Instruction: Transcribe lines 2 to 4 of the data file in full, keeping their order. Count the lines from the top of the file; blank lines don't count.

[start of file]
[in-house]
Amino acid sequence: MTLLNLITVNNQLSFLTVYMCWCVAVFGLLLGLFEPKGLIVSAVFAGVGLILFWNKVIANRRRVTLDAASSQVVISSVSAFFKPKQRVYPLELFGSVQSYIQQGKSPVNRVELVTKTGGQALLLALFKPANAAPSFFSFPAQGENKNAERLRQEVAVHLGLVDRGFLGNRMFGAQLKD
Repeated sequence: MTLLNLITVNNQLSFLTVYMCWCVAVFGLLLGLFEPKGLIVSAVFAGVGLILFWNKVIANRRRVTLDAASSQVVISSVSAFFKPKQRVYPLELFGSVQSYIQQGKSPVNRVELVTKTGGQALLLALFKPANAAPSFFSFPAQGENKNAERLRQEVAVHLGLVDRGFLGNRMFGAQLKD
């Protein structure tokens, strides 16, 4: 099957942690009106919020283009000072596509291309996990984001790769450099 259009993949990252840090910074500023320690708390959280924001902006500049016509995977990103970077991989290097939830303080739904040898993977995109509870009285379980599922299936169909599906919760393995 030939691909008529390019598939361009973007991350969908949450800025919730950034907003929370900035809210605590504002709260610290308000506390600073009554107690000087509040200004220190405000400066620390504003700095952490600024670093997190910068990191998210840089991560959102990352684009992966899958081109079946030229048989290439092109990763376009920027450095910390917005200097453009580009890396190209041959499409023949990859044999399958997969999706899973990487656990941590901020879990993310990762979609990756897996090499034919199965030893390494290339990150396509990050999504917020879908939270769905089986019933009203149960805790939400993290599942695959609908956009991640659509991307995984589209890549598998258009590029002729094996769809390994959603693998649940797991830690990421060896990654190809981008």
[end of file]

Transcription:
Amino acid sequence: MTLLNLITVNNQLSFLTVYMCWCVAVFGLLLGLFEPKGLIVSAVFAGVGLILFWNKVIANRRRVTLDAASSQVVISSVSAFFKPKQRVYPLELFGSVQSYIQQGKSPVNRVELVTKTGGQALLLALFKPANAAPSFFSFPAQGENKNAERLRQEVAVHLGLVDRGFLGNRMFGAQLKD
Repeated sequence: MTLLNLITVNNQLSFLTVYMCWCVAVFGLLLGLFEPKGLIVSAVFAGVGLILFWNKVIANRRRVTLDAASSQVVISSVSAFFKPKQRVYPLELFGSVQSYIQQGKSPVNRVELVTKTGGQALLLALFKPANAAPSFFSFPAQGENKNAERLRQEVAVHLGLVDRGFLGNRMFGAQLKD
């Protein structure tokens, strides 16, 4: 099957942690009106919020283009000072596509291309996990984001790769450099 259009993949990252840090910074500023320690708390959280924001902006500049016509995977990103970077991989290097939830303080739904040898993977995109509870009285379980599922299936169909599906919760393995 030939691909008529390019598939361009973007991350969908949450800025919730950034907003929370900035809210605590504002709260610290308000506390600073009554107690000087509040200004220190405000400066620390504003700095952490600024670093997190910068990191998210840089991560959102990352684009992966899958081109079946030229048989290439092109990763376009920027450095910390917005200097453009580009890396190209041959499409023949990859044999399958997969999706899973990487656990941590901020879990993310990762979609990756897996090499034919199965030893390494290339990150396509990050999504917020879908939270769905089986019933009203149960805790939400993290599942695959609908956009991640659509991307995984589209890549598998258009590029002729094996769809390994959603693998649940797991830690990421060896990654190809981008």